• 1-3 In our view, the proffered testimony was properly excluded because it was immaterial. Immaterial evidence is evidence which does not relate to an issue in the case. In this case only two issues were involved; first, whether defendant committed the act of driving a motor vehicle on a public highway; and second, whether at that time defendant's driver's license was suspended or revoked. (People v. Strode (1973), 13 Ill. App.3d 697, 300 N.E.2d 323; People v. Espenscheid (1969), 109 Ill. App.2d 107, 249 N.E.2d 866.) Whether defendant had notice of the revocation is not an issue presented. In People v. Strode, supra, defendant contended, on appeal from a conviction for driving while his license was revoked, that it was error to exclude from evidence copies of two letters mailed by the Secretary of State. The letters, one of which contained an order extending the period of revocation of defendant's driver's license, had been mailed within 1 week of each other and had been sent to different addresses. From his, defendant argued that the notices required by sections 6-209 and 6-211 of the Illinois Vehicle Code (Ill. Rev. Stat. 1971, ch. 95 1/2, pars. 6-209, 6-211) had not been given and that, therefore, the State had failed to prove a necessary element of the offense, that is, defendant's knowledge of the revocation.
The court rejected this contention and in so doing stated:
"Only two factors are required to establish guilt in a violation of the subject statute, that is, the act of driving a motor vehicle on a public highway and the fact of the suspension of the driving license. (People v. Dillingham, 111 Ill. App.2d 161, 249 N.E.2d 294.) The defendant's intent, knowledge, moral turpitude, or motive is immaterial on the question of guilt. The only intention necessary to render a person liable to a penalty for violation of the automobile law is the doing of the act prohibited. (People v. Espenscheid, 109 Ill. App.2d 107, 249 N.E.2d 866.) The exhibits rejected have no bearing on this case * * *. His argument that these exhibits have any bearing upon his violation of the statute under the circumstances stated in this record is purely an abstract philosophy with no bearing on the issue." (13 Ill. App.3d 697, 698-99, 300 N.E.2d 323, 325.)
We agree with the above analysis and accordingly find that the court did not err in excluding the trooper's testimony involved herein.
In this regard, we also note that defendant does not contend that his license was not revoked but only that there was some confusion in the Secretary of State's office as to when his license was revoked. The trooper testified that the defendant stated that he was aware that his permit had expired and that his license had been suspended. Defendant did not attempt to refute this testimony.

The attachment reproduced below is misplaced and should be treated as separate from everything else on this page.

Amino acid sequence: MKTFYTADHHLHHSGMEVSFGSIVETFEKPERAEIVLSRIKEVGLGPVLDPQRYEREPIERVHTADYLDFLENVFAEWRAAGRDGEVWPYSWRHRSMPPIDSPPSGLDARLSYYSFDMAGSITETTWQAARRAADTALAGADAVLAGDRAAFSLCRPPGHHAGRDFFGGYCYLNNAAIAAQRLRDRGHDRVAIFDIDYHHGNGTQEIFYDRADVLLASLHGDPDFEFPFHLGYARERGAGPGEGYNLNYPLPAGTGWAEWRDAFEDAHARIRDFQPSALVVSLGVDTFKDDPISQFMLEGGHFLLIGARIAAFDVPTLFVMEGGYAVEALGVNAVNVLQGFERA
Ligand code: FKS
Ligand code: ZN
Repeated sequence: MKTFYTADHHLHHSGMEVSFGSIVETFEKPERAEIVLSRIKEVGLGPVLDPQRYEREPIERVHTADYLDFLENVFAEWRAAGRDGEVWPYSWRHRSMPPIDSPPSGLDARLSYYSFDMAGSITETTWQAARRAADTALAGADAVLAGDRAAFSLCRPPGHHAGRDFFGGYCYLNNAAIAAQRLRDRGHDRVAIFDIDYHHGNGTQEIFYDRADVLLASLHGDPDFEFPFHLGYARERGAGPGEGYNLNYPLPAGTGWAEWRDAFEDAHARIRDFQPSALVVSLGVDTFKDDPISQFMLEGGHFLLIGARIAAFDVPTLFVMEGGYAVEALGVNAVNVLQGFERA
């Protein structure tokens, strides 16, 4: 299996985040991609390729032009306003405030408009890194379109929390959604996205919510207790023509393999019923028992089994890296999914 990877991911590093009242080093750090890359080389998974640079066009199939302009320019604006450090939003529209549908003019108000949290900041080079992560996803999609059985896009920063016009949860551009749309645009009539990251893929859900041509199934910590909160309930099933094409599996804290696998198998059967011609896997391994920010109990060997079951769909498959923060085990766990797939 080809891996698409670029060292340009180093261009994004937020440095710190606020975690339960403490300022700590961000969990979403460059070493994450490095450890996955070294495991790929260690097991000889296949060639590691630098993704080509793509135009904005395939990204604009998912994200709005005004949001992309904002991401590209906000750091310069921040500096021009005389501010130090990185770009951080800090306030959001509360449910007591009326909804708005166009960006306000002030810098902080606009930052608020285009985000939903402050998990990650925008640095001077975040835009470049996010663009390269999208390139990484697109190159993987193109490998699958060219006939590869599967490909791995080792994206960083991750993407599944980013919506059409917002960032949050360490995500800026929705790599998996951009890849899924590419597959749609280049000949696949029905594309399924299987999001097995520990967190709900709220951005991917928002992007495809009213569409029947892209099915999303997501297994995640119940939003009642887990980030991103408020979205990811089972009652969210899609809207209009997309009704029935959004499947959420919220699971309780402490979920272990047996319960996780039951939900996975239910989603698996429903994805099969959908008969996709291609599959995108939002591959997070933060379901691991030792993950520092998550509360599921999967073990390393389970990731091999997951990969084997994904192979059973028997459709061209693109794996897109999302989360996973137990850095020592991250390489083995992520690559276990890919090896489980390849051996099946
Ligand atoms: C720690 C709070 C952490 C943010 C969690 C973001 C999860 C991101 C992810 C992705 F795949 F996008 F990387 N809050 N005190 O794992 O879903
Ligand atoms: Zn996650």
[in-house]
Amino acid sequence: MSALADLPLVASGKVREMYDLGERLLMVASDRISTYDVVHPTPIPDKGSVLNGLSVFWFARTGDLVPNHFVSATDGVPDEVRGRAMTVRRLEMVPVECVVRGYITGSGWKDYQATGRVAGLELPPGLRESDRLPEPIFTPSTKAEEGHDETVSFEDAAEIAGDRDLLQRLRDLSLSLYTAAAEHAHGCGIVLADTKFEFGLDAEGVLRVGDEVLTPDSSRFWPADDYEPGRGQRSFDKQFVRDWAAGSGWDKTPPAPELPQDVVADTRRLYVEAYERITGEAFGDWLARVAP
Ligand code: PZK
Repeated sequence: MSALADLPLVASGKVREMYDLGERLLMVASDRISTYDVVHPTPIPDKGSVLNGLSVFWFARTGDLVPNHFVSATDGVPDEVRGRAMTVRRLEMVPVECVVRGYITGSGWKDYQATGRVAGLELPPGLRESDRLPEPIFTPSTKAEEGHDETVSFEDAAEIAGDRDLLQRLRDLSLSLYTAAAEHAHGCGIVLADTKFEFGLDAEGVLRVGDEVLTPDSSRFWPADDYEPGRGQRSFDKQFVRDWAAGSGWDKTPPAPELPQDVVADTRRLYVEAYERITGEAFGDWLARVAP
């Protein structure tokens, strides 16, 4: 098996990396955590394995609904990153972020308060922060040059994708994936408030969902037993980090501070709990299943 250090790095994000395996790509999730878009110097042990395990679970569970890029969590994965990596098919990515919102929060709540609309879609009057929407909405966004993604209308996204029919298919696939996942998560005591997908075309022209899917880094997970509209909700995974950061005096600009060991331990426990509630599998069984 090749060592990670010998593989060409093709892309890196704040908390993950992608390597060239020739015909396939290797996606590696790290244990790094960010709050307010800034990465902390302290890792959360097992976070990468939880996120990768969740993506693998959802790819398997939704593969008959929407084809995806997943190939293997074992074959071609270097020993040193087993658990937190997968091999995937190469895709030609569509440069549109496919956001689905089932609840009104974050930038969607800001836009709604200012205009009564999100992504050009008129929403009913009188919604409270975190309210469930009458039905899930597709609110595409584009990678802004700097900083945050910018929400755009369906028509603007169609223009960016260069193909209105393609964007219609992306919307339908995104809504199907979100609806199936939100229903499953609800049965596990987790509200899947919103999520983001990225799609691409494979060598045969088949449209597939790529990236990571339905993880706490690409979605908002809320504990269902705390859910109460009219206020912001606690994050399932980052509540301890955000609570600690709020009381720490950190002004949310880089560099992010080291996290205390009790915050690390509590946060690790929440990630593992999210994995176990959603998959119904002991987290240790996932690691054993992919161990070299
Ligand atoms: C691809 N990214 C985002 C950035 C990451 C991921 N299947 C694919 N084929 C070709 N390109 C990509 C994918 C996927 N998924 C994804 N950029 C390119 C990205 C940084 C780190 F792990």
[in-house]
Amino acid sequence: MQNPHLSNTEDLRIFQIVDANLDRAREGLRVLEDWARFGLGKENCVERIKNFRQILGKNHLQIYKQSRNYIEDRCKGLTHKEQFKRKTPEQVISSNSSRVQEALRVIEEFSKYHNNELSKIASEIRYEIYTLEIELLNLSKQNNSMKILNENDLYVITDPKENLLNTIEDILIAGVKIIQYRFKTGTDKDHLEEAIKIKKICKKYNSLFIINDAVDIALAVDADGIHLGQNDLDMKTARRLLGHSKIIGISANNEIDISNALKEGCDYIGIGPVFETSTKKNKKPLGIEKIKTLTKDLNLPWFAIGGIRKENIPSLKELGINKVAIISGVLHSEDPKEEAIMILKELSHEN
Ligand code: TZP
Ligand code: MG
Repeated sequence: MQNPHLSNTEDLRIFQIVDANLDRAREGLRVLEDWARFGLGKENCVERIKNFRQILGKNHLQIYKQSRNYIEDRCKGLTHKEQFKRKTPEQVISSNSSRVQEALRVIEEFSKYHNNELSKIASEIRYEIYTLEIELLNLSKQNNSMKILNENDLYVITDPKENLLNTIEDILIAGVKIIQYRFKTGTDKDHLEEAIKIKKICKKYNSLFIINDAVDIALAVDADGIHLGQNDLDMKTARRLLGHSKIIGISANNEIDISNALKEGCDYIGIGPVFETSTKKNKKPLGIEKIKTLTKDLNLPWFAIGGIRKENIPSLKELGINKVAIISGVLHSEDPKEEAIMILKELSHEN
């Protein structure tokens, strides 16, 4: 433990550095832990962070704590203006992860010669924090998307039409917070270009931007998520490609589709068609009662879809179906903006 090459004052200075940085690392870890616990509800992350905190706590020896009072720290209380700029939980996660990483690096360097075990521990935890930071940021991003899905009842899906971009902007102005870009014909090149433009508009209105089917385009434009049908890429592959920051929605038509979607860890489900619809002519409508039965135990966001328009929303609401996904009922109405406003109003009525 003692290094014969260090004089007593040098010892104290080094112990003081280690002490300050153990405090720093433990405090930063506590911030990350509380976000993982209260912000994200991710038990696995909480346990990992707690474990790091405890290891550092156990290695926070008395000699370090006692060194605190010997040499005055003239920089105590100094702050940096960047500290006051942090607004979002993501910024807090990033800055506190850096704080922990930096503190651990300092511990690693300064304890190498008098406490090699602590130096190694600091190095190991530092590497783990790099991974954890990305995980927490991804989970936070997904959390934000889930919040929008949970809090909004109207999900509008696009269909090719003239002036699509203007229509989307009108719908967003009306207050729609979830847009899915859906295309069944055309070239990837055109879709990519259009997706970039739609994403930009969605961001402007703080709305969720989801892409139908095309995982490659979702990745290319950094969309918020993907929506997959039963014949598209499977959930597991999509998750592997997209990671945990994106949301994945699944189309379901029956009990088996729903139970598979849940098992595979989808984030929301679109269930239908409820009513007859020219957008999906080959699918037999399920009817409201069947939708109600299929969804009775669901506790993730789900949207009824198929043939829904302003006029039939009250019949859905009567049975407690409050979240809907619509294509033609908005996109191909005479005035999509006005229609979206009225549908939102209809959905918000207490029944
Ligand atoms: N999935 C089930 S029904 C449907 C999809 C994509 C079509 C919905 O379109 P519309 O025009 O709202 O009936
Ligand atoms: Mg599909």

Defendant's second contention is that his sentence of 90 days' periodic imprisonment and 1 year of probation was unduly severe. The statute (Ill. Rev. Stat. 1973, ch. 95 1/2, par. 6-303) provides that an offender shall be guilty of a Class A misdemeanor and shall be imprisoned for not less than 7 days. A Class A misdemeanant under the Unified Code of Corrections (Ill. Rev. Stat. 1973, ch. 38, par. 1001-1-1 et seq.) is subject to imprisonment for any term less than 1 year and a fine not to exceed $1,000.
At the sentencing hearing, the trial judge was advised that in 1966 and again in 1970 the defendant was convicted of driving while his license had been revoked. The first conviction resulted in a 10-day jail sentence and the second resulted in 2 years' probation conditioned upon 60 days' imprisonment. The defendant's record also indicated a 1967 conviction for grand theft for which defendant received 3 years' probation and a 1969 conviction resulting in a fine for driving in violation of restrictions. On defendant's behalf, counsel argued that since 1970 defendant has altered his lifestyle. The trial judge was advised that defendant has been divorced from his first wife and obtained custody of his two children. He has remarried and now has three children, one being born of his second marriage. Defendant has attended school and become a barber. In addition, counsel argued that defendant was under the impression that his license had been taken care of by his attorney, which was somewhat supported by the testimony concerning the substantial sum paid to the attorney, and that he did not have notice of the instant revocation. The trial judge then proceeded to pronounce sentence.
The general rule in Illinois regarding a claim that a sentence imposed is excessive was stated by the Illinois Supreme Court in People v. Fox (1971), 48 Ill.2d ...